Takers may ascend by kissing up, but they frequently descend by kicking down. Takers and Matchers make smart use of networks. They are more concerned with who can assist them in the near future, and this influences what they contribute.

Takers are black holes that consume all of the energy in the system. The Givers are like suns, bringing light into the organization. Giving people opportunity to contribute to a meeting, they listen, even if they disagree, and they don’t dismiss others.

The code of honor for givers is to: A) show up, B) work hard, C) be kind, and D) always take the high road. Giving creates a psychologically safe environment in which everyone thinks they can contribute and it’s acceptable to fail and fail without fear of being criticized or penalized. People learn and innovate more in psychologically safe surroundings.

About the Author

Adam Grant is an organizational psychologist at Wharton, where he has been the top-rated professor for seven straight years. He is an expert in how we can find motivation and meaning, and lead more generous and creative lives. He is the #1 New York Times bestselling author of five books that have sold over 2 million copies and been translated into 35 languages: Give and TakeOriginalsOption BPower Moves, and with his wife, Allison Sweet Grant, The Gift Inside the Box. His books have been recognized as among the year’s best by Amazon, the Financial TimesHarvard Business Review, and the Wall Street Journal and been praised by J.J. Abrams, Richard Branson, Bill and Melinda Gates, Malcolm Gladwell, and Malala Yousafzai.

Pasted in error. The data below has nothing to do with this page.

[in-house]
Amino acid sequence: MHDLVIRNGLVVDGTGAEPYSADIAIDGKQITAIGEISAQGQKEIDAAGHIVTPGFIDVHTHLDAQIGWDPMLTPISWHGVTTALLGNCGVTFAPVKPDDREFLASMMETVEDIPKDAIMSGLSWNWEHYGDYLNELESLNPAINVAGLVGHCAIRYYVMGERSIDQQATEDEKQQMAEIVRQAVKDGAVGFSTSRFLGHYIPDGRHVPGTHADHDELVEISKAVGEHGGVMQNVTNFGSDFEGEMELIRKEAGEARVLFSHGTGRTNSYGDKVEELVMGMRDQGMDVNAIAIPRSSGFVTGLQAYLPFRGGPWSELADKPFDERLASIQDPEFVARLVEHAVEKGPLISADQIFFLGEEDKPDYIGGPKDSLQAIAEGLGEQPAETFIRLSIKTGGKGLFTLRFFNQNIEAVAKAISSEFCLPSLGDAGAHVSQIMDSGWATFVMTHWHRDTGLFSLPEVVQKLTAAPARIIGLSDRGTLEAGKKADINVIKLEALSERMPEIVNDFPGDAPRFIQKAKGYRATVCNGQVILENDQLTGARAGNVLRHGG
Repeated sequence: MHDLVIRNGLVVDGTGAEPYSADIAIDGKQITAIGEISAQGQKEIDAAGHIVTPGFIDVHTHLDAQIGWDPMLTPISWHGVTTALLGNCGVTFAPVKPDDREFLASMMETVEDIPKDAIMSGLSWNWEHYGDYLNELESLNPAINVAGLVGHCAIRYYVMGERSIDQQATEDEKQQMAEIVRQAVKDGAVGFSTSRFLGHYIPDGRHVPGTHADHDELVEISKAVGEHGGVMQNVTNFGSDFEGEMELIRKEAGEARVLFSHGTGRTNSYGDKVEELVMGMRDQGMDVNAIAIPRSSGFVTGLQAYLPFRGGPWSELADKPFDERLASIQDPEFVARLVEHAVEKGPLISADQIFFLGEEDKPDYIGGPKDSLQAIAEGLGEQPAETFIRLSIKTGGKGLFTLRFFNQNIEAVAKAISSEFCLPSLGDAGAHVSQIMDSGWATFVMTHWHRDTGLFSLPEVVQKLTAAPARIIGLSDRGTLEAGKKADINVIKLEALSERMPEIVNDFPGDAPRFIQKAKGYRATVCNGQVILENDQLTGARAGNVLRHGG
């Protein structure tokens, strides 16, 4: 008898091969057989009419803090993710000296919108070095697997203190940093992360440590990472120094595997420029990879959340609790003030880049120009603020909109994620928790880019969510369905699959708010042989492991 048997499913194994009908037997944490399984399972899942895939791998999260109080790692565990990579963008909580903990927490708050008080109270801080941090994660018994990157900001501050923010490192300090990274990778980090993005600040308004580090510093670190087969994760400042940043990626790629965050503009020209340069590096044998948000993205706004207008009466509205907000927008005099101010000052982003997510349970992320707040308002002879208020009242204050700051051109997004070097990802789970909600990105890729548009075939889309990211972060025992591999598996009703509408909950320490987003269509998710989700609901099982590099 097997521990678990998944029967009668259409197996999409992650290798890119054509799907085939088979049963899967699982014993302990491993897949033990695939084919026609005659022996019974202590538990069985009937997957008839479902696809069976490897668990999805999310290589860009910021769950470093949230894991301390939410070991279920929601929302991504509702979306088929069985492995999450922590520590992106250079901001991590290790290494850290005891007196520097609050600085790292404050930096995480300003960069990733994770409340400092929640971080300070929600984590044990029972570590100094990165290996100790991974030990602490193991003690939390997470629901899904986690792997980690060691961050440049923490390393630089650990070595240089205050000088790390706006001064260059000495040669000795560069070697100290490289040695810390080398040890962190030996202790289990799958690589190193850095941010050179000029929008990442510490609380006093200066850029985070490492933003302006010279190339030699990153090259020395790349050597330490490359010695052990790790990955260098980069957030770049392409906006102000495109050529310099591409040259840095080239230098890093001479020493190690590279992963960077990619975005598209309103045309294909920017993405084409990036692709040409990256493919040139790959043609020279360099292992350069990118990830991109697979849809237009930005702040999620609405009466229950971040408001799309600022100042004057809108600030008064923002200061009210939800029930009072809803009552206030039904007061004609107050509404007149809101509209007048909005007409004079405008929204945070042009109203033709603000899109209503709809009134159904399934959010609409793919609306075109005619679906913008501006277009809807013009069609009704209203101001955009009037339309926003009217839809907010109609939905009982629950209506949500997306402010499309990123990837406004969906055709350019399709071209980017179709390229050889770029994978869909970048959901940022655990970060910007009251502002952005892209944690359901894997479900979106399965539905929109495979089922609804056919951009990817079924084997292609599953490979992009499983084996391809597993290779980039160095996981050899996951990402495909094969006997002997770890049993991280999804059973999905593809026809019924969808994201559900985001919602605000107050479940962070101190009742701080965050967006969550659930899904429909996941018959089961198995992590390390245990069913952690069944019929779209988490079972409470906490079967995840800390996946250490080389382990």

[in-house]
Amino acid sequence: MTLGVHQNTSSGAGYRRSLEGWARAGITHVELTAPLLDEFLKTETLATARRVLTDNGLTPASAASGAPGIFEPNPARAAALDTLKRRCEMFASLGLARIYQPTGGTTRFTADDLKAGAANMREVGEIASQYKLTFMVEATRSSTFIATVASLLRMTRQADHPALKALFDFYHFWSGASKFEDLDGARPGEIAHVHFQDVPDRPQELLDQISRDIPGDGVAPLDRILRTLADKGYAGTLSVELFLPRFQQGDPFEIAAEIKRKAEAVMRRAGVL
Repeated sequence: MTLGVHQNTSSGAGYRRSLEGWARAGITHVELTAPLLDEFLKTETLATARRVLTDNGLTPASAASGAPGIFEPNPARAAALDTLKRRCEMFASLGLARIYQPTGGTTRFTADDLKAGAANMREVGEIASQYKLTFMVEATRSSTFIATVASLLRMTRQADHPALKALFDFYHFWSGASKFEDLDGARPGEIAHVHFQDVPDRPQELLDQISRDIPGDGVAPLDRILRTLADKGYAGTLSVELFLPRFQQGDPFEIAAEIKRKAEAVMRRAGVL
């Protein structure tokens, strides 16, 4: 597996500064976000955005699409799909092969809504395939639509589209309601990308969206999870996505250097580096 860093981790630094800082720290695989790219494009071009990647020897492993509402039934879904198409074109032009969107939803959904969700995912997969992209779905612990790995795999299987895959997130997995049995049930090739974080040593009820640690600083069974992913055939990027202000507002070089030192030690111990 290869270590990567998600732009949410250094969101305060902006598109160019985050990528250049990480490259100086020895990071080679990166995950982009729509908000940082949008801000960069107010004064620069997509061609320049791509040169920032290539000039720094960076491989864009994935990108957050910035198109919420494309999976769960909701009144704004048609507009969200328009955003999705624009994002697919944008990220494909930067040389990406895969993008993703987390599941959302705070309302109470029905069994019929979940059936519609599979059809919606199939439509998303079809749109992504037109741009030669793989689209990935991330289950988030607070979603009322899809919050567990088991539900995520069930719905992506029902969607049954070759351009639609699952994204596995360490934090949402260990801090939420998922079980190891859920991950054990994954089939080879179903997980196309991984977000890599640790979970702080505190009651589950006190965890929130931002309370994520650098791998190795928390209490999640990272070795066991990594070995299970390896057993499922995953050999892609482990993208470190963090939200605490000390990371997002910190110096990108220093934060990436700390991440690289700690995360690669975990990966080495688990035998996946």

Adam’s TED talks have been viewed more than 20 million times. He hosts the chart-topping TED podcast WorkLife. His speaking and consulting clients include Google, the NBA, Bridgewater, and the Gates Foundation. He has been recognized as one of the world’s 10 most influential management thinkers, Fortune’s 40 under 40, Oprah’s Super Soul 100, and a World Economic Forum Young Global Leader, and received distinguished scientific achievement awards from the American Psychological Association and the National Science Foundation. Adam writes for the New York Times on work and psychology and serves on the Department of Defense Innovation Board. He received his B.A. from Harvard and his Ph.D. from the University of Michigan, and he is a former Junior Olympic springboard diver. He lives in Philadelphia with his wife, their two daughters, and their son.